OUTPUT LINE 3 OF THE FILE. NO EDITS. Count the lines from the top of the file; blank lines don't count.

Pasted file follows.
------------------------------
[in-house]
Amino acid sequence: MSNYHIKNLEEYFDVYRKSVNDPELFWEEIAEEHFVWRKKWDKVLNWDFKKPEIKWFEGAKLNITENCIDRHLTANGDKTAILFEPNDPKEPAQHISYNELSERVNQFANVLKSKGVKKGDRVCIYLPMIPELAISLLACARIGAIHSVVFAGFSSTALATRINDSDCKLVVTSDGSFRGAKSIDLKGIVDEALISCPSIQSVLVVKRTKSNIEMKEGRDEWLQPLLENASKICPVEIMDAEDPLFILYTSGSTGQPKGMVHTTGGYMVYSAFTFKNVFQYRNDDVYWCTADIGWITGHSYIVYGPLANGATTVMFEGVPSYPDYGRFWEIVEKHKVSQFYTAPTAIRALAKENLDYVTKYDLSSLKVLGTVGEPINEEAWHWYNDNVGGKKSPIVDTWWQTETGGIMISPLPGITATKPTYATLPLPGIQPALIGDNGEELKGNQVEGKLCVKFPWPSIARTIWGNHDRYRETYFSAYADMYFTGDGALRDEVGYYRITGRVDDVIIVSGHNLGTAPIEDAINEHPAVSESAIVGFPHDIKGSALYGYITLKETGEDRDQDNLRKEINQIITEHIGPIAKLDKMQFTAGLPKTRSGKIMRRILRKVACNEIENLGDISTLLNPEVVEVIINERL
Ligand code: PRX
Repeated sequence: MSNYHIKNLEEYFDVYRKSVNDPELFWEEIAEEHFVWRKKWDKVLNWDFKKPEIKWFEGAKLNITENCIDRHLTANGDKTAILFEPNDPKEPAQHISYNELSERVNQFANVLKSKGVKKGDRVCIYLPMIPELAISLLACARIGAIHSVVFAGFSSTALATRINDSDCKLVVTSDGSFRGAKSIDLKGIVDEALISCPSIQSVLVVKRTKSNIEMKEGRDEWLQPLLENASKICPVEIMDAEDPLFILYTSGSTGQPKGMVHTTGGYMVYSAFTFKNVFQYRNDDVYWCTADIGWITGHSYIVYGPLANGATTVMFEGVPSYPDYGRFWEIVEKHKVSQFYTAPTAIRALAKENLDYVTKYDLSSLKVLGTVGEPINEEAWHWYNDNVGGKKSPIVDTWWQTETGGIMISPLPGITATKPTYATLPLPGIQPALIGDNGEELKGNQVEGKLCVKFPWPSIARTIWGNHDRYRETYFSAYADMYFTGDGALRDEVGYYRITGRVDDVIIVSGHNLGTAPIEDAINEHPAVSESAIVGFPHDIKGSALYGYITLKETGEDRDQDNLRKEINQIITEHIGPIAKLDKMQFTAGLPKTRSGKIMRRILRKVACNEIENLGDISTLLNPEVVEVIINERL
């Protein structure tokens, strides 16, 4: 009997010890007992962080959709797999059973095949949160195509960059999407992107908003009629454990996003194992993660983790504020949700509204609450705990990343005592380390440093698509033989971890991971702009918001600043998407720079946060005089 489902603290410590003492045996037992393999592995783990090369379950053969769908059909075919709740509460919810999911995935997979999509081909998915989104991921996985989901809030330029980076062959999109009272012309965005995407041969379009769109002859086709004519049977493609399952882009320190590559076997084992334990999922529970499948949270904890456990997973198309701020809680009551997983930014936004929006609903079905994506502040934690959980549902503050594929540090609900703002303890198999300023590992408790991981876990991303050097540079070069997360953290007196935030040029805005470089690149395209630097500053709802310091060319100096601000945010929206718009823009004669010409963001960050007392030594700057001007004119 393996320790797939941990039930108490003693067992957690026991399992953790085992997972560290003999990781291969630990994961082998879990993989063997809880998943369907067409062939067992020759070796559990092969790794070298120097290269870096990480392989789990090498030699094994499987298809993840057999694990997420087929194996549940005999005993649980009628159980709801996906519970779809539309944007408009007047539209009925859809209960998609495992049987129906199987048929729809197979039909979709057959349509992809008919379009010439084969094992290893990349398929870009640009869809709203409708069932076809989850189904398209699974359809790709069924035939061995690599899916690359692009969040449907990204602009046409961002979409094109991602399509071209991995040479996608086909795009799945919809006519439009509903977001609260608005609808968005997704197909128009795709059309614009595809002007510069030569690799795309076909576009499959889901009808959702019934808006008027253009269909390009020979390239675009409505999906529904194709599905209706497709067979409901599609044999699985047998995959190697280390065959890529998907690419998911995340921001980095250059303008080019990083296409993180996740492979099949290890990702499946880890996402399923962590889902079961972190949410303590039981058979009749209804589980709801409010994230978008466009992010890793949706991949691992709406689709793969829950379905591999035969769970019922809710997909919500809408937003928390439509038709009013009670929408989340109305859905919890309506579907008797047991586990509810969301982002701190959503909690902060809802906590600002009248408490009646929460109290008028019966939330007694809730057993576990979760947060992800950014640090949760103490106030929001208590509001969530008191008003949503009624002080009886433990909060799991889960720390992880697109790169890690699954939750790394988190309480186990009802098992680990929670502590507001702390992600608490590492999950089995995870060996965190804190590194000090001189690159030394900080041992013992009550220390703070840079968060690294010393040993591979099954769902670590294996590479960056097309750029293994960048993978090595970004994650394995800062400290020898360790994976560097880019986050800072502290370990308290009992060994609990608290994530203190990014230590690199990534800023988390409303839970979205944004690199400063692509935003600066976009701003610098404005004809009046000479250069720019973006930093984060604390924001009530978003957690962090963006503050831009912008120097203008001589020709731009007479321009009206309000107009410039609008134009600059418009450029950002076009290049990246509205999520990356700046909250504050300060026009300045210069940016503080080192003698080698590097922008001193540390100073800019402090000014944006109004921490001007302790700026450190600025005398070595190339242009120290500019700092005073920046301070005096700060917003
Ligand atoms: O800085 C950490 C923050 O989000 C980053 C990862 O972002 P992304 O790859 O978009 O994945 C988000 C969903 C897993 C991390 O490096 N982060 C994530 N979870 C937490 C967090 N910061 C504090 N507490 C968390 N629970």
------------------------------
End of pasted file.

Ligand code: PRX